The Final Report on the Health Summit Made Public: Certain Ideas Are Favoured, Others are Rejected And the Collège des médecins Sets Its Own Priorities



    MONTREAL, Nov. 20 /CNW Telbec/ - The final report on the Health Summit
organized by the Collège des médecins du Québec at the beginning of the month
was made public at a press conference today. Several concrete ideas were
brought forward as being favoured during the three days of active exchange,
while various other proposals suggested by the participants were rejected.
    The recommendations outlined hereinafter must not be interpreted as an
official position of the participating organizations, including the Collège
des médecins. In summary, the parties attending the Summit were in favour of
maintaining public funding and of carefully exploring a public-private
collaborations in the delivery of services. They also advocated a review of
the list of insured services, an examination of the existing coverage offered
through the three current regimens (health insurance, hospitalization
insurance, drug insurance), and not imposing additional costs directly on
patients. At the same time, they expressed agreement with the implementation
of the computerized chart, however, they support the ability to be able to
"opt out" rather than "opt in".
    Moreover, the majority of participants voiced their opposition to a
number of proposals. These include private funding, "ticket modérateur", for
profit hospitals, the direct payment of non-medical expenses by patients, and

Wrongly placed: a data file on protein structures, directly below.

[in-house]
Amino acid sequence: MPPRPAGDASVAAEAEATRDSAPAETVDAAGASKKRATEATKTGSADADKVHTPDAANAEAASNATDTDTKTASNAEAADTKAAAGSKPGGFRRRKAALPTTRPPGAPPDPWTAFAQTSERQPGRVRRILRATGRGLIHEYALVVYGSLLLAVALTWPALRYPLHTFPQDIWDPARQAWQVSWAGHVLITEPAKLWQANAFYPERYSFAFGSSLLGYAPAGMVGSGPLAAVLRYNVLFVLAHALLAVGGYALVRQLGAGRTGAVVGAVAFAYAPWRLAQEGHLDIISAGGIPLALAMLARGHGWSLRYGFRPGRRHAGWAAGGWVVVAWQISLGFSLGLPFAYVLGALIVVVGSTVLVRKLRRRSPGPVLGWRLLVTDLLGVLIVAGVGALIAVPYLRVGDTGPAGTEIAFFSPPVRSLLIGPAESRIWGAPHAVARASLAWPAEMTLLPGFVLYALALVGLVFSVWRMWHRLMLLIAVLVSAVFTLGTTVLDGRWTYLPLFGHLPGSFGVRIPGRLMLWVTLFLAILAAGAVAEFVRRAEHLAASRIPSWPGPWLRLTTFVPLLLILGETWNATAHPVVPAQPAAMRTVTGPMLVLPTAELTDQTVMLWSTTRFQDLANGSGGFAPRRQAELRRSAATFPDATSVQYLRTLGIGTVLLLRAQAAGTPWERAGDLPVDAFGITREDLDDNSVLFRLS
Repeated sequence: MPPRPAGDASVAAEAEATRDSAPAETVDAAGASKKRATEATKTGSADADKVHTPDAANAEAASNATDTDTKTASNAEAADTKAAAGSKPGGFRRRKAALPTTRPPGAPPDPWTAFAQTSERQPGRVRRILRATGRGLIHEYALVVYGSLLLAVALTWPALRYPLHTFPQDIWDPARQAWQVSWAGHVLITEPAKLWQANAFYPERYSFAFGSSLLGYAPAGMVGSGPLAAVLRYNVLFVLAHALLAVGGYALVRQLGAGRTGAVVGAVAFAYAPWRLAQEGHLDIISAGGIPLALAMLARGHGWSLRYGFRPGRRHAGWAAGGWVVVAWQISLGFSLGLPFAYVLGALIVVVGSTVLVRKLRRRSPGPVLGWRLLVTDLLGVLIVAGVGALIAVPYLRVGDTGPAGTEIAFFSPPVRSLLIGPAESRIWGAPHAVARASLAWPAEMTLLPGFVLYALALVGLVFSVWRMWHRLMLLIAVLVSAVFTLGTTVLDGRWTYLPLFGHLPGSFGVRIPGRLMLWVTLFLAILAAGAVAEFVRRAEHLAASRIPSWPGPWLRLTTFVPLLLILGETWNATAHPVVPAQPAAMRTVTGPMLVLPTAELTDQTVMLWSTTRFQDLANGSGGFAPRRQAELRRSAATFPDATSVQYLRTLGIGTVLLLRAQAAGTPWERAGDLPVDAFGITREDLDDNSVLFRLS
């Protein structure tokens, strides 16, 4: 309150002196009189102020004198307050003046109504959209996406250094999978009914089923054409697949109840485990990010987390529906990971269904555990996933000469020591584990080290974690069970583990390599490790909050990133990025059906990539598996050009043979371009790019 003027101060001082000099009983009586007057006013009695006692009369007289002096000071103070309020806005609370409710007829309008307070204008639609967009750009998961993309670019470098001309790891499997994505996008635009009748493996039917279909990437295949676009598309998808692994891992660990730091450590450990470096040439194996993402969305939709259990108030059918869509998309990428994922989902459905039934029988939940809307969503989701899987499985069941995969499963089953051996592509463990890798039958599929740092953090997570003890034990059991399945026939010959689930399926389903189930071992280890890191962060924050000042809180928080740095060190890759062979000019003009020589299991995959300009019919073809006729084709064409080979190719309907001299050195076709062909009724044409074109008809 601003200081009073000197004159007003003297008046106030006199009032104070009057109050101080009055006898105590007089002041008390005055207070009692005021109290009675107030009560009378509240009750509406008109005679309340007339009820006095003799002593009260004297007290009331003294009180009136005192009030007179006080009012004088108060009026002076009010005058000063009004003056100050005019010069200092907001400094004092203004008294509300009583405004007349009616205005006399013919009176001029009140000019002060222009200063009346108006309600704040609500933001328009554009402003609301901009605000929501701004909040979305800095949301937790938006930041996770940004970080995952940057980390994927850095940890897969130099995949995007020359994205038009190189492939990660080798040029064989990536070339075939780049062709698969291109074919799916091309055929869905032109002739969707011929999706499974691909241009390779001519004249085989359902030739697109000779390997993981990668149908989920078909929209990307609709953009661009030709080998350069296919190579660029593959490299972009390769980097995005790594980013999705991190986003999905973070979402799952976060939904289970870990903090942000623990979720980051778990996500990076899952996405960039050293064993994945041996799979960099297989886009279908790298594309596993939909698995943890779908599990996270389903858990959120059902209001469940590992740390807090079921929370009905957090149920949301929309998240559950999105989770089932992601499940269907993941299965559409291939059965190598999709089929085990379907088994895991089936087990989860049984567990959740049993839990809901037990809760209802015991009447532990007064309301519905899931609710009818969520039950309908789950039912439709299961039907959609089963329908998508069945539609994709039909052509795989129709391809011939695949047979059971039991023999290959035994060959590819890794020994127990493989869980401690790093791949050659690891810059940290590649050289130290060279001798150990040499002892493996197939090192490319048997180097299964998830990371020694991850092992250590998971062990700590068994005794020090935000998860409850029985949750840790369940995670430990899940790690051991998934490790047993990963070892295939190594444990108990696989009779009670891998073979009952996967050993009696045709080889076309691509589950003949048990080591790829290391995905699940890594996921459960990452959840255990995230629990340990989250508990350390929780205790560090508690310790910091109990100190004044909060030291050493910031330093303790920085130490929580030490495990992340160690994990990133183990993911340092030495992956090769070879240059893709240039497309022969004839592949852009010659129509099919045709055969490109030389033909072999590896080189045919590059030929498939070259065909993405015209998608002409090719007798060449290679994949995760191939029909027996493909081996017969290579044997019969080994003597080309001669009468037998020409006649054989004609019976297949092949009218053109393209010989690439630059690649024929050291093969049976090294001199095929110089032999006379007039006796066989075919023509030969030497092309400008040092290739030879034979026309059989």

the new compulsory payment plan to cover needs related to ageing and the loss
of autonomy.
    "It is important to keep in mind that the work accomplished at the Summit
is a kind of buffet of participant recommendations," Dr. Yves Lamontagne,
President and Chief Executive Officer of the College des médecins, pointed out
at the press conference. "With the publication of these results, each
participant or organization can pick and choose from this buffet based on
their particular situation and need, as the items on the table are merely
suggestions."
    For its part, the Collège des médecins has already selected from the
buffet by establishing its own set of priorities. "In order to ensure a
greater availability of doctors in Quebec," emphasized Collège Secretary,
Dr. Yves Robert, "our prime concerns include an insistence on appropriate
training and recognition of family physicians, conducting discussions with the
Government regarding alternatives to PREM and PEM, improving the services
offer delivered by physicians (scheduling, organization of work, sharing of
professional activities), and exploring the widening of physicians offer
during their residency training (moonlighting)."

    The Collège des médecins' Health Summit marked a first in Quebec. The
working session assembled key players from all levels of the province's health
network, with the exception of politicians. Of those in attendance, 16%
represented the general public, 17% were physicians, 43% were professionals
working within the network, and 24% were professionals from outside public
healthcare. According to 90% of the participants, the assembly helped them
gain a better understanding of the realities of the different players within
the health network.
    The primary objective of the Summit was to find creative solutions and
formulate practical, concrete and viable proposals in the short-term for
improving the care and services offered to the population.




For further information:

For further information: Anne Roy, Communications Department, Collège
des médecins du Québec, (514) 795-4441

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